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Publication type: Journal Article
Document type: Full Paper

Year: 2018

Author(s): McCormack, UM; CuriĆ£o, T; Wilkinson, T; Metzler-Zebeli, BU; Reyer, H; Ryan, T; Calderon-Diaz, JA; Crispie, F; Cotter, PD; Creevey, CJ; Gardiner, GE; Lawlor, PG

Title: Fecal Microbiota Transplantation in Gestating Sows and Neonatal Offspring Alters Lifetime Intestinal Microbiota and Growth in Offspring.

Source: Msystems. 2018; 3(3):



Authors Vetmeduni Vienna:

Metzler-Zebeli Barbara

Vetmed Research Units
Institute of Animal Nutrition and Functional Plant Compounds


Abstract:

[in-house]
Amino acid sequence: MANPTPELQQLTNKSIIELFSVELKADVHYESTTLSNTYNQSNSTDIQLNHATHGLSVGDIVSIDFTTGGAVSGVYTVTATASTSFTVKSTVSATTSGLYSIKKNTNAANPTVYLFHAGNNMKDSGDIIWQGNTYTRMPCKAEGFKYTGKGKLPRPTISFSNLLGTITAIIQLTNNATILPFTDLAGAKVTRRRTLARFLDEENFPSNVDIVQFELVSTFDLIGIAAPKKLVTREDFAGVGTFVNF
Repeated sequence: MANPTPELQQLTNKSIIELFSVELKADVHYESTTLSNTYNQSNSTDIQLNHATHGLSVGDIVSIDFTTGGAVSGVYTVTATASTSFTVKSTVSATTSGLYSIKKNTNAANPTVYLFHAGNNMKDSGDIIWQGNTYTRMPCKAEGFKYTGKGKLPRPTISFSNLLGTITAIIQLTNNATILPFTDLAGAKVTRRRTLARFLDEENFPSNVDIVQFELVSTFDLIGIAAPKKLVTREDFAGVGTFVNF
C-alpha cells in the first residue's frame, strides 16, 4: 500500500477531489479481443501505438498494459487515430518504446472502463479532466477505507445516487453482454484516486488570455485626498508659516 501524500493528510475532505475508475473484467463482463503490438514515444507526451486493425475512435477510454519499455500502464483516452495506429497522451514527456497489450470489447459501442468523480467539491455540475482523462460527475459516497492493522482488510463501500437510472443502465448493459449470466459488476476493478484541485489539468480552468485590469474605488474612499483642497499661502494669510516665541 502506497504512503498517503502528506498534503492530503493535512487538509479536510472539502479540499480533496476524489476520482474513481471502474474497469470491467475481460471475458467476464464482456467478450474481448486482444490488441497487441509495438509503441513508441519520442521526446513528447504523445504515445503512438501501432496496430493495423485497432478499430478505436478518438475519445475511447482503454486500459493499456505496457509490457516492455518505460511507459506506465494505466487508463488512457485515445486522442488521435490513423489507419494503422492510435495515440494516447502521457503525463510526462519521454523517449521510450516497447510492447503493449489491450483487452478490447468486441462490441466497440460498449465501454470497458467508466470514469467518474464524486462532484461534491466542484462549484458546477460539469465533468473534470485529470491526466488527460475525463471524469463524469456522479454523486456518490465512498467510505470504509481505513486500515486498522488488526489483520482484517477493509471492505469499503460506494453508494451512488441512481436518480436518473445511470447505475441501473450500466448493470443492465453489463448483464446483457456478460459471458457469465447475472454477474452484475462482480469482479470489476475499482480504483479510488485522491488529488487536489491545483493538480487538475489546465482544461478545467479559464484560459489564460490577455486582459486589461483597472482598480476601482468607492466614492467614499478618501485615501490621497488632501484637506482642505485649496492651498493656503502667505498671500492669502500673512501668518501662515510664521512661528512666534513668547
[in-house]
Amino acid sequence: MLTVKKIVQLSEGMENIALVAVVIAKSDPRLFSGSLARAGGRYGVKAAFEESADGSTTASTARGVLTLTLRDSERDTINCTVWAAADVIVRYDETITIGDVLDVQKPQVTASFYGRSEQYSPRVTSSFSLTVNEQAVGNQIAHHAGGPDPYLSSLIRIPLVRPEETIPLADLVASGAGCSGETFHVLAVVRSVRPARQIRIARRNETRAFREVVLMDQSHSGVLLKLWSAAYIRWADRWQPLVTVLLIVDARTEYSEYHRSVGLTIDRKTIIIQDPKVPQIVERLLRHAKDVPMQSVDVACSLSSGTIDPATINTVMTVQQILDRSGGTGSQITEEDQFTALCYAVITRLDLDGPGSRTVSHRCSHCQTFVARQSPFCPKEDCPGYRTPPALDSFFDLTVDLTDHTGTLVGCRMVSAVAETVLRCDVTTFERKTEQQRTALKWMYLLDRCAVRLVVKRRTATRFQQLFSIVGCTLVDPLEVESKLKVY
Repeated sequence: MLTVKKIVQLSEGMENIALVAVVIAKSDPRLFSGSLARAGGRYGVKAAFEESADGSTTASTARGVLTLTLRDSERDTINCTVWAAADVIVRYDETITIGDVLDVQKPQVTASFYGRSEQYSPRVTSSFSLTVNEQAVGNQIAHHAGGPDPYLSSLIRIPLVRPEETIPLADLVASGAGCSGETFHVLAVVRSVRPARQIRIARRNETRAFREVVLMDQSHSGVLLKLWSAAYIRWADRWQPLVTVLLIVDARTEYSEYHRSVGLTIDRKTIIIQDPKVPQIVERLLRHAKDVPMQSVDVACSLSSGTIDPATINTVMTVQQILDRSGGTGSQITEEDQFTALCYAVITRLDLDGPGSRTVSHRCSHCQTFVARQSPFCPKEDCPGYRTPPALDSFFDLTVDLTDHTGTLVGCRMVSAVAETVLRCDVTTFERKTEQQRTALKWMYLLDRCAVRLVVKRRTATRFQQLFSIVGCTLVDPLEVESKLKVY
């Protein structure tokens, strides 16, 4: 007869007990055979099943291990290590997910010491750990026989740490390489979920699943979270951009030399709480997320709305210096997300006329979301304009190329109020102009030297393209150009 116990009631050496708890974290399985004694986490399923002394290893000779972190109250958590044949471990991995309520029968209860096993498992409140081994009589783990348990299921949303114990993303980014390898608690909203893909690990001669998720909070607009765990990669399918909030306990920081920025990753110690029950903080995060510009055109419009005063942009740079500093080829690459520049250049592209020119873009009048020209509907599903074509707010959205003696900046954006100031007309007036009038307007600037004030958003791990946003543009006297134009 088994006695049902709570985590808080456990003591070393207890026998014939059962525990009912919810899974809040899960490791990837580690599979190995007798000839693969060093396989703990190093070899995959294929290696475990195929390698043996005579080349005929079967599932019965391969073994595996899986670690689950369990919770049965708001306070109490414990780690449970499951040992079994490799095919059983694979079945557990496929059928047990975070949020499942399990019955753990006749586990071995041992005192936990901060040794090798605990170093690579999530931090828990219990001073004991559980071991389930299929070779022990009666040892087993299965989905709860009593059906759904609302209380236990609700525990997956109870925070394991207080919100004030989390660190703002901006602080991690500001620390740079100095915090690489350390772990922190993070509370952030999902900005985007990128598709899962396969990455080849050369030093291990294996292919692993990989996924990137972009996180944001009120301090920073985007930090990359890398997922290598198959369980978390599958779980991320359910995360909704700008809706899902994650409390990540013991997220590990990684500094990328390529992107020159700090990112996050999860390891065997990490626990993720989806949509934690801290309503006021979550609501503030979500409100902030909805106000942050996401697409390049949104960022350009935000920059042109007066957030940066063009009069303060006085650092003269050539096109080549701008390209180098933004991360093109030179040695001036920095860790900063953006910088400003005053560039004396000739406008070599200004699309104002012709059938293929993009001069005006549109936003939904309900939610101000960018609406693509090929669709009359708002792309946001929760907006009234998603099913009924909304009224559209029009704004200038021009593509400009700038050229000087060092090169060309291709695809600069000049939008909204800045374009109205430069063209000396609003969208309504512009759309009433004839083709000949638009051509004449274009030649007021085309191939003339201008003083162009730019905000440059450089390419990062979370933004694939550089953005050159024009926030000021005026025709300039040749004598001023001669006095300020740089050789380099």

Previous studies suggest a link between intestinal microbiota and porcine feed efficiency (FE). Therefore, we investigated whether fecal microbiota transplantation (FMT) in sows and/or neonatal offspring, using inocula derived from highly feed-efficient pigs, could improve offspring FE. Pregnant sows were assigned to control or FMT treatments and the subsequent offspring to control treatment, FMT once (at birth), or FMT four times (between birth and weaning). FMT altered sow fecal and colostrum microbiota compositions and resulted in lighter offspring body weight at 70 and 155 days of age when administered to sows and/or offspring. This was accompanied by FMT-associated changes within the offspring"s intestinal microbiota, mostly in the ileum. These included transiently higher fecal bacterial diversity and load and numerous compositional differences at the phylum and genus levels (e.g., Spirochaetes and Bacteroidetes at high relative abundances and mostly members of Clostridia , respectively), as well as differences in the abundances of predicted bacterial pathways. In addition, intestinal morphology was negatively impacted, duodenal gene expression altered, and serum protein and cholesterol concentrations reduced due to FMT in sows and/or offspring. Taken together, the results suggest poorer absorptive capacity and intestinal health, most likely explaining the reduced body weight. An additive effect of FMT in sows and offspring also occurred for some parameters. Although these findings have negative implications for the practical use of the FMT regime used here for improving FE in pigs, they nonetheless demonstrate the enormous impact of early-life intestinal microbiota on the host phenotype.


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